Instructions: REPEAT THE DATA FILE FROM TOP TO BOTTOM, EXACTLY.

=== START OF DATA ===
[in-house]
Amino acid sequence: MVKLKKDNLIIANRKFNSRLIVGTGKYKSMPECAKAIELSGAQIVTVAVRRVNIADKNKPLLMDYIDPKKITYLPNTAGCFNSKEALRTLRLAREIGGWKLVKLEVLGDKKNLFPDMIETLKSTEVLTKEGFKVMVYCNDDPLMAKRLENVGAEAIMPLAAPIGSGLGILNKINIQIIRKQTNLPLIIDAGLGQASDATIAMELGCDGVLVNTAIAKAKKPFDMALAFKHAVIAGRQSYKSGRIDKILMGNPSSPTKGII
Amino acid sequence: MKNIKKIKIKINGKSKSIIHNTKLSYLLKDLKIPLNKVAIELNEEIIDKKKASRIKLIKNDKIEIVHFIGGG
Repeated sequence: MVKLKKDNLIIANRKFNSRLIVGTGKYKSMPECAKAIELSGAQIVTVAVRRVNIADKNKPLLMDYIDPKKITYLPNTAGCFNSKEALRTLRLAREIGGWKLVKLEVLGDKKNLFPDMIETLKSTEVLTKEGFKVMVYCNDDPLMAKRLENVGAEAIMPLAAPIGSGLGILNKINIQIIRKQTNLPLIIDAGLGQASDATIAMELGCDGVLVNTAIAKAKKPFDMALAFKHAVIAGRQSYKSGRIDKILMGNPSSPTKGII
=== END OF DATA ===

[in-house]
Amino acid sequence: MVKLKKDNLIIANRKFNSRLIVGTGKYKSMPECAKAIELSGAQIVTVAVRRVNIADKNKPLLMDYIDPKKITYLPNTAGCFNSKEALRTLRLAREIGGWKLVKLEVLGDKKNLFPDMIETLKSTEVLTKEGFKVMVYCNDDPLMAKRLENVGAEAIMPLAAPIGSGLGILNKINIQIIRKQTNLPLIIDAGLGQASDATIAMELGCDGVLVNTAIAKAKKPFDMALAFKHAVIAGRQSYKSGRIDKILMGNPSSPTKGII
Amino acid sequence: MKNIKKIKIKINGKSKSIIHNTKLSYLLKDLKIPLNKVAIELNEEIIDKKKASRIKLIKNDKIEIVHFIGGG
Repeated sequence: MVKLKKDNLIIANRKFNSRLIVGTGKYKSMPECAKAIELSGAQIVTVAVRRVNIADKNKPLLMDYIDPKKITYLPNTAGCFNSKEALRTLRLAREIGGWKLVKLEVLGDKKNLFPDMIETLKSTEVLTKEGFKVMVYCNDDPLMAKRLENVGAEAIMPLAAPIGSGLGILNKINIQIIRKQTNLPLIIDAGLGQASDATIAMELGCDGVLVNTAIAKAKKPFDMALAFKHAVIAGRQSYKSGRIDKILMGNPSSPTKGII